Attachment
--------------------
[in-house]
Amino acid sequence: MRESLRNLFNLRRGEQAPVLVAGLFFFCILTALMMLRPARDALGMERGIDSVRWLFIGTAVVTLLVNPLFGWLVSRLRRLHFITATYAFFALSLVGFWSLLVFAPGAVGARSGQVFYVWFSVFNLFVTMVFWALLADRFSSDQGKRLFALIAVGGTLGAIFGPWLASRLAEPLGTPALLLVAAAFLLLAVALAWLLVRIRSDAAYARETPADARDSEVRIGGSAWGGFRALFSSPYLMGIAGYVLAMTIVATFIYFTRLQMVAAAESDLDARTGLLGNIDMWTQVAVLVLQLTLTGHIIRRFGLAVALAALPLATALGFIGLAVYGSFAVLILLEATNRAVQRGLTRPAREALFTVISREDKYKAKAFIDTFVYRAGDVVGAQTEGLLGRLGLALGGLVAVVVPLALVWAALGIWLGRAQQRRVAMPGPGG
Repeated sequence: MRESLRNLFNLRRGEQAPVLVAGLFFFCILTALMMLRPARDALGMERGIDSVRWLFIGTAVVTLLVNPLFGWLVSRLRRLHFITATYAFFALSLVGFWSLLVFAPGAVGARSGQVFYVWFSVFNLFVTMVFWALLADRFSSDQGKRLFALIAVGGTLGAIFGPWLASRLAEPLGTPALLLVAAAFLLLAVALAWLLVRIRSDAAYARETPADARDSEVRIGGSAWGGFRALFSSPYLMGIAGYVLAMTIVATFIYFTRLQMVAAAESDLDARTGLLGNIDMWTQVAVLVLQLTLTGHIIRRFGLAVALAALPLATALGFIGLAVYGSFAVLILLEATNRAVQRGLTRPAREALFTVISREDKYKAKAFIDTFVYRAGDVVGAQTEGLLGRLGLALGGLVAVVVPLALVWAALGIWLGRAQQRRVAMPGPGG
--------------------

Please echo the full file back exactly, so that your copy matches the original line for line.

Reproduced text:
[in-house]
Amino acid sequence: MRESLRNLFNLRRGEQAPVLVAGLFFFCILTALMMLRPARDALGMERGIDSVRWLFIGTAVVTLLVNPLFGWLVSRLRRLHFITATYAFFALSLVGFWSLLVFAPGAVGARSGQVFYVWFSVFNLFVTMVFWALLADRFSSDQGKRLFALIAVGGTLGAIFGPWLASRLAEPLGTPALLLVAAAFLLLAVALAWLLVRIRSDAAYARETPADARDSEVRIGGSAWGGFRALFSSPYLMGIAGYVLAMTIVATFIYFTRLQMVAAAESDLDARTGLLGNIDMWTQVAVLVLQLTLTGHIIRRFGLAVALAALPLATALGFIGLAVYGSFAVLILLEATNRAVQRGLTRPAREALFTVISREDKYKAKAFIDTFVYRAGDVVGAQTEGLLGRLGLALGGLVAVVVPLALVWAALGIWLGRAQQRRVAMPGPGG
Repeated sequence: MRESLRNLFNLRRGEQAPVLVAGLFFFCILTALMMLRPARDALGMERGIDSVRWLFIGTAVVTLLVNPLFGWLVSRLRRLHFITATYAFFALSLVGFWSLLVFAPGAVGARSGQVFYVWFSVFNLFVTMVFWALLADRFSSDQGKRLFALIAVGGTLGAIFGPWLASRLAEPLGTPALLLVAAAFLLLAVALAWLLVRIRSDAAYARETPADARDSEVRIGGSAWGGFRALFSSPYLMGIAGYVLAMTIVATFIYFTRLQMVAAAESDLDARTGLLGNIDMWTQVAVLVLQLTLTGHIIRRFGLAVALAALPLATALGFIGLAVYGSFAVLILLEATNRAVQRGLTRPAREALFTVISREDKYKAKAFIDTFVYRAGDVVGAQTEGLLGRLGLALGGLVAVVVPLALVWAALGIWLGRAQQRRVAMPGPGG